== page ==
resulting in

x 1 = x 0 f 0 f 0 ( 1 + f 0 f 0 2 f 0 ) (40)

which is, indeed, opposite to Newton’s

x 1 a = B A ( x 0 a ) 2 + 2 A 2 ( 3 B 2 2 A C ) ( x 0 a ) 3 + O ( ( x 0 a ) 4 ) . (41)

Compare Equation (41) with Equation (7).

12. The Average of the Opposites Is a Cubic Method

Method (40) requires f and f above the mere f of Newton’s method, but for this, the average of the two opposite methods rises to become the cubic method

x 1 = 1 2 ( x 0 f 0 f 0 ( 1 + f 0 f 0 2 f 0 ) ) + 1 2 ( x 0 f 0 f 0 ) = x 0 f 0 f 0 f 0 f 0 2 2 f 0 3 (42)

of Equation (32).

13. A Quartic Method

Hereby we advance another undetermined coefficients strategy for constructing high order iterative methods [8] [9] [10] [11] [12] to locate root a of f ( x ) , f ( a ) = 0 .

We start with the polynomial iteration function

x 1 = x 0 + P f 0 + Q f 0 2 + R f 0 3 (43)

of undetermined coefficients P , Q , R , and expand x 1 as

x 1 a = ( 1 + A P ) ( x 0 a ) + ( B P + A 2 Q ) ( x 0 a ) 2 + ( C P + 2 A B Q + A 3 R ) ( x 0 a ) 3 + O ( ( x 0 a ) 4 ) (44)

The coefficients of ( x 0 a ) up to ( x 0 a ) 3 are made zero with

P = 1 A , Q = B A 3 , R = A C 2 B 2 A 5 (45)

to have a quartic method.

However, as root a is unavailable we replace it in P , Q , R by x 0 to have the variable

P = 1 f 0 , Q = f 0 2 f 0 3 , R = f 0 f 0 3 f 0 6 f 0 5 . (46)

But, with this replacement of a by x 0 method (43) falls back to a mere quadratic

x 1 a = 2 B A ( x 0 a ) 2 + O ( ( x 0 a ) 3 ) . (47)

To repair this retreat in the order of convergence we propose to further correct x 1 of Equations ((43) and (46)) into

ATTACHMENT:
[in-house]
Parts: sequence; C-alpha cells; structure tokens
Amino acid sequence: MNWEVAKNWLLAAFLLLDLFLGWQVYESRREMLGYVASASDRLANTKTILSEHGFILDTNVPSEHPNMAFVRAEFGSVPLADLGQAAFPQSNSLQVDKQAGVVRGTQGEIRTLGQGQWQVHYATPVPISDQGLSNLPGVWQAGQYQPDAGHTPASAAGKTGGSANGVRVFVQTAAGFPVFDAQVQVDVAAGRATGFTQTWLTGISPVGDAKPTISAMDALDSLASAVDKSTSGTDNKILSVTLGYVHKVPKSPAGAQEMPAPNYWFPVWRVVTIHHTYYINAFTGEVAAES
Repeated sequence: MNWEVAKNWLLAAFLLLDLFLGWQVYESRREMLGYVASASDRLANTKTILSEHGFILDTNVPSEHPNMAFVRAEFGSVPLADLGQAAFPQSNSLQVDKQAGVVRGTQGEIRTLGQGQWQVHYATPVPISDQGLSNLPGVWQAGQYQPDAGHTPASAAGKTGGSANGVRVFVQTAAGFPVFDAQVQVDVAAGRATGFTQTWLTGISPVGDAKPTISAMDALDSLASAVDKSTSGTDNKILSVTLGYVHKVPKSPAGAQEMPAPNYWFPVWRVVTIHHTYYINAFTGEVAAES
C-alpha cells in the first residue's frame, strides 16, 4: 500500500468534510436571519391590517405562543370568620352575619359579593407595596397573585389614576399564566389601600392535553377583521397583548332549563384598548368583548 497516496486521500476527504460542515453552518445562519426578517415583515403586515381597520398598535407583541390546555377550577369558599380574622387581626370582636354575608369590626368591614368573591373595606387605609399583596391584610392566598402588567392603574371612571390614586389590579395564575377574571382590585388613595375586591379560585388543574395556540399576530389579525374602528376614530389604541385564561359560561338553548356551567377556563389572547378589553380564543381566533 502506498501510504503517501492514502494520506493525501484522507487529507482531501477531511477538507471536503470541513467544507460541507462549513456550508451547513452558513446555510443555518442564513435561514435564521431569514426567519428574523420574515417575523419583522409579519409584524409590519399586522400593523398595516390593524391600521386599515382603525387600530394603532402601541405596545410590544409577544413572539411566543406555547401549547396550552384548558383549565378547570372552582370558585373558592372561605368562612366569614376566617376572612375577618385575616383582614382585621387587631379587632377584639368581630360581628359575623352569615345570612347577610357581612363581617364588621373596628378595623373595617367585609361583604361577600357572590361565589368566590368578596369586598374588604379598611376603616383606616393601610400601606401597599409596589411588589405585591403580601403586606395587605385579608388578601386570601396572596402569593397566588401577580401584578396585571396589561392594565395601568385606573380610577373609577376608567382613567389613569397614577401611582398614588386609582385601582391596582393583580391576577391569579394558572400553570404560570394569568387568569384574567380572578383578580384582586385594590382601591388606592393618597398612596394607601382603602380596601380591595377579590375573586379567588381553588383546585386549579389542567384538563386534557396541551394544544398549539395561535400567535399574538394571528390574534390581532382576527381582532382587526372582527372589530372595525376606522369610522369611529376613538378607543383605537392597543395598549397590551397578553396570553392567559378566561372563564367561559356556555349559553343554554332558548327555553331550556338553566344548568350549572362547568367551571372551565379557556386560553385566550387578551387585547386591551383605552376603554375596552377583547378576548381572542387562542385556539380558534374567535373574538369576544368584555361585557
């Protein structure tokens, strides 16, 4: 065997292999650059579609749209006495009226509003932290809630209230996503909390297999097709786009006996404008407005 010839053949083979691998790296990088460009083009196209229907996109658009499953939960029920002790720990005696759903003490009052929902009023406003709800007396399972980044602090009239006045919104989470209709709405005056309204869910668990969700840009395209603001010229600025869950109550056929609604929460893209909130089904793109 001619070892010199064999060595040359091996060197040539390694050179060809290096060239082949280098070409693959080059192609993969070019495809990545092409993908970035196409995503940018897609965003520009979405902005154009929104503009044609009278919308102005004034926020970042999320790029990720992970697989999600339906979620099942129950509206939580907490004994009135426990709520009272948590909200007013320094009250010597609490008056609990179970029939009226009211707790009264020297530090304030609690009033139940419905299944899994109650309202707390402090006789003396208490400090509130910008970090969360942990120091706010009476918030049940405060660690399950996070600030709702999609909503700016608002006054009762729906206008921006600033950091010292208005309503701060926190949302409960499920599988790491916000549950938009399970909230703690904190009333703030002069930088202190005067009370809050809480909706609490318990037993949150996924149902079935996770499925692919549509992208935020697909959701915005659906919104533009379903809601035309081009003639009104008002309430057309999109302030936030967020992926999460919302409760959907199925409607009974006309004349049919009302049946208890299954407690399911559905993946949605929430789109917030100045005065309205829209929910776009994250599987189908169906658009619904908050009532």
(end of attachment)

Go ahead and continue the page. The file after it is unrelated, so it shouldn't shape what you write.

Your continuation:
x 1 = x 0 f 0 f 0 + Z 1 Q f 0 2 + Z 2 R f 0 3 (48)

for new parameters Z 1 , Z 2 . Power series expansion reveals that method (48) is restored to fourth order with Z 1 = 1 , Z 2 = 1 , to have

x 1 = x 0 f 0 f 0 Q f 0 2 + R f 0 3 , Q = f 0 2 f 0 3 , R = f 0 f 0 3 f 0 6 f 0 5 (49)

for which

x 1 a = 5 B 3 5 A B C + A 2 D A 3 ( x 0 a ) 4 + O ( ( x 0 a ) 5 ) . (50)

14. The Rational Method Revisited

We start here with

x 1 = x 0 + P f 0 1 + Q f 0 (51)

and expand it into

x 1 a = ( 1 + A P ) ( x 0 a ) + P ( B A 2 Q ) ( x 0 a ) 2 + O ( ( x 0 a ) 3 ) . (52)

To have a cubic method we set

P = 1 A , Q = B A 2 (53)

or

P = 1 f 0 , Q = f 0 2 f 0 2 . (54)

Inserting these last P and Q values into Equation (51) we have the disappointing

x 1 a = 2 B A ( x 0 a ) 2 + O ( ( x 0 a ) 3 ) . (55)

We retry for a cubic method by writing, still for P and Q of Equation (54)

x 1 = x 0 + Z 1 P f 0 1 + Z 2 Q f 0 (56)

for which we get by power series expansion

x 1 a = ( 1 Z 1 ) ( x 0 a ) + B A Z 1 ( 1 + Z 2 ) ( x 0 a ) 2 + O ( ( x 0 a ) 3 ) . (57)

We take Z 1 = 1 , Z 2 = 1 , and have the method

x 1 = x 0 + P f 0 1 + Q f 0 , P = 1 f 0 , Q = f 0 2 f 0 2 (58)

which is now restored to third order of convergence

x 1 a = B 2 A C A 2 ( x 0 a ) 3 + O ( ( x 0 a ) 4 ) . (59)

15. Undetermined Variable Factors

Here we start with

x 1 = x 0 + P ( x 0 ) f ( x 0 ) , f ( a ) = 0 (60)

and expand x 1 to have

x 1 a = P f + ( 1 + P f + P f ) ( x 0 a ) + ( 1 2 P f + P f + 1 2 P f ) ( x 0 a ) 2 + O ( ( x 0 a ) 3 ) (61)

in which f = f ( a ) , P = P ( a ) , P = P ( a ) , P = P ( a ) . To have a cubic method, and considering that f ( a ) = 0 we impose the two conditions:

[ f f 1 2 f f ] [ P P ] = [ 1 0 ] (62)

and solve system (62) for P as

P = det [ 1 f 0 f ] det [ f f 1 2 f f ] = 2 f 2 f 2 f f (63)

Since root a is unknown we evaluate P instead at x 0 and have iterative method (60) in the form

x 1 = x 0 2 f 0 2 f 0 2 f 0 f 0 f 0 (64)

which we recognize as being the cubic method of Halley

x 1 a = B 2 A C A 2 ( x 0 a ) 3 + O ( ( x 0 a ) 4 ) . (65)

16. Conclusions

In Section 6, we have demonstrated that the double-step Newton’s method places the next point on the other side of the root. Passing a line through two such points we create a chord method as that of Section 7.

A slight perturbation of Newton’s method, as in Equation (34) creates a super-linear method of alternating convergence as in Section 10. By a further modification of Newton’s method we have created a quadratic method opposite to Newton’s. The average of these two opposite methods is a cubic method, as shown in Section 12.

In Section 13, a quartic method is successfully created by repeated undetermined coefficients.

Cite this paper
Fried, I. (2017) Newton’s Method and an Exact Opposite That Average into Halley’s Method. Applied Mathematics, 8, 1427-1436. doi: 10.4236/am.2017.810103.